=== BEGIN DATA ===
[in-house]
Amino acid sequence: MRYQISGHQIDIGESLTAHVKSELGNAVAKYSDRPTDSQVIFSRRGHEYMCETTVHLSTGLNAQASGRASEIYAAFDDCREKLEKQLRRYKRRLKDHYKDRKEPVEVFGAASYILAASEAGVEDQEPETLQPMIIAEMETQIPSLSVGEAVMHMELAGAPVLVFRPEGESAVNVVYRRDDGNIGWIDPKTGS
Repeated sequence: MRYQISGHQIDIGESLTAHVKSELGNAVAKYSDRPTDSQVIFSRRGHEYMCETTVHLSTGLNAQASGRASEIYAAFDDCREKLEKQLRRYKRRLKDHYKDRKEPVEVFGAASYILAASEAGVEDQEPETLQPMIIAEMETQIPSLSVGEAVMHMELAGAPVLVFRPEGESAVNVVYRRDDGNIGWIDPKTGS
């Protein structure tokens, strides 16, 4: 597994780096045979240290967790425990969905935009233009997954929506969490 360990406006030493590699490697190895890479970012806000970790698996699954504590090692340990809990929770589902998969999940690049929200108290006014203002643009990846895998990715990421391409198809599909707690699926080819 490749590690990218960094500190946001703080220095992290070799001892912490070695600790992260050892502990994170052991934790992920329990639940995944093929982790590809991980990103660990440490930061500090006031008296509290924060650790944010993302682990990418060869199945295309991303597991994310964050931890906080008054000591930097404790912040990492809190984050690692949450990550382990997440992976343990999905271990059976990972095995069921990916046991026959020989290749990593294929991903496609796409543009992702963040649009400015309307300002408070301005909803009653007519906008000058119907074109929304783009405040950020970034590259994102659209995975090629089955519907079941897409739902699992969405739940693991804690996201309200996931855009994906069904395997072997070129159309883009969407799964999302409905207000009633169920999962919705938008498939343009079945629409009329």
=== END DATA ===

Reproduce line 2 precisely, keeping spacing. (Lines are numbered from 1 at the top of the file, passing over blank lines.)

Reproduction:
Amino acid sequence: MRYQISGHQIDIGESLTAHVKSELGNAVAKYSDRPTDSQVIFSRRGHEYMCETTVHLSTGLNAQASGRASEIYAAFDDCREKLEKQLRRYKRRLKDHYKDRKEPVEVFGAASYILAASEAGVEDQEPETLQPMIIAEMETQIPSLSVGEAVMHMELAGAPVLVFRPEGESAVNVVYRRDDGNIGWIDPKTGS